At a glance

Foreign bodies may become lodged in the gastrointestinal tract if ingested or inserted. These are common emergency cases. Depending on the size of the foreign body, the object may pass naturally, but if the object becomes stuck, such as a swallowed coin or larger object, surgery may be needed to remove the obstruction.

What surgery involves

Removal of foreign bodies in the gastrointestinal tract may be done through endoscopic techniques or open surgery. In most cases, the patient is put under general anaesthesia so that should open surgery be needed, the patient is prepped. Which of the two surgical techniques chosen by your surgeon will depend on location, the degree of obstruction and length of time the object has been blocking the gastrointestinal tract.

Depending on where the object is stuck, endoscopic techniques may be used. A gastroscopy or colonoscopy may be done to remove the object by inserting the endoscope, fitted with a camera, into your mouth or anus, depending on the location of the foreign body. Using tools passed through the endoscope, the object may be gently removed. On table, x-rays may be utilised to locate the object if it is radiolucent.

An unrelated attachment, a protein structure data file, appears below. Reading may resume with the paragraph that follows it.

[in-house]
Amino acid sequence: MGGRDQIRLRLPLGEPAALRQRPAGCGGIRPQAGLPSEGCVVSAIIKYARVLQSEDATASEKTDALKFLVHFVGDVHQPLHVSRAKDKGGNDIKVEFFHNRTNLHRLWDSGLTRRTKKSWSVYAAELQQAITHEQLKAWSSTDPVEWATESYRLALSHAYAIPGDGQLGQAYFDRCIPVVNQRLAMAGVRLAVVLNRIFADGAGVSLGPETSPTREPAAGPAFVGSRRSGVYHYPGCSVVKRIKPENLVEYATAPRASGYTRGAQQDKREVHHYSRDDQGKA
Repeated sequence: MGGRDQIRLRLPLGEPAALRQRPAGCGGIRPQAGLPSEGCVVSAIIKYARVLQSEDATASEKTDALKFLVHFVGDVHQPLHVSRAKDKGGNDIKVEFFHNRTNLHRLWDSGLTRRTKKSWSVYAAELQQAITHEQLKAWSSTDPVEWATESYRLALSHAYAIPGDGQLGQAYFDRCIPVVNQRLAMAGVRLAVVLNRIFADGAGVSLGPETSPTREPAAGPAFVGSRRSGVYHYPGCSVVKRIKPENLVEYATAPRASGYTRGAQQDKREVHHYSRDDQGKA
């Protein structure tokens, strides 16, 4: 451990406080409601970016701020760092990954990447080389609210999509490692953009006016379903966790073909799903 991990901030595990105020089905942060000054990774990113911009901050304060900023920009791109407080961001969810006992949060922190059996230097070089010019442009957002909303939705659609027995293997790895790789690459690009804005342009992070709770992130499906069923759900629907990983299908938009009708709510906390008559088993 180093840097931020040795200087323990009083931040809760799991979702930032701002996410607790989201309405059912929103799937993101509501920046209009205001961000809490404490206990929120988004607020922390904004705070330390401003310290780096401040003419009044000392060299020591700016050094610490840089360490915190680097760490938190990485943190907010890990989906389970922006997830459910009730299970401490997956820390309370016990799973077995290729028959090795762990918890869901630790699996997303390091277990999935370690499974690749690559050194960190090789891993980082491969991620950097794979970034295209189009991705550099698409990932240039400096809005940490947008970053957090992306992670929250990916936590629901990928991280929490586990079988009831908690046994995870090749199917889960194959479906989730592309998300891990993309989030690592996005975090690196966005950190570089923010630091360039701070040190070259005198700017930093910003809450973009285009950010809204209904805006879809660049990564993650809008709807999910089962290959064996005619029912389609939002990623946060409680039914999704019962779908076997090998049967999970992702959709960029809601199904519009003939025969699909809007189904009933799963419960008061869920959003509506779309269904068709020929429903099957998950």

In cases where endoscopic surgery fails or is not deemed viable, open surgery may be done. Dr Maraj will then proceed to perform a laparotomy to access the location of the foreign body and remove it appropriately through the abdominal cavity.

This merely a basic explanation of the strategy taken for this type of emergency procedure, Dr Maraj will be able to provide you with any further information.

Risks & complications

Guidelines and protocols will be followed to prevent complications; however, as with any surgery or procedure, there are risks. If endoscopy was used for this procedure, risks may include bleeding, infection or perforation of the gastrointestinal tract. In such cases, you will be monitored closely by Dr Maraj post-surgery to ensure that any complications are caught early and treated appropriately.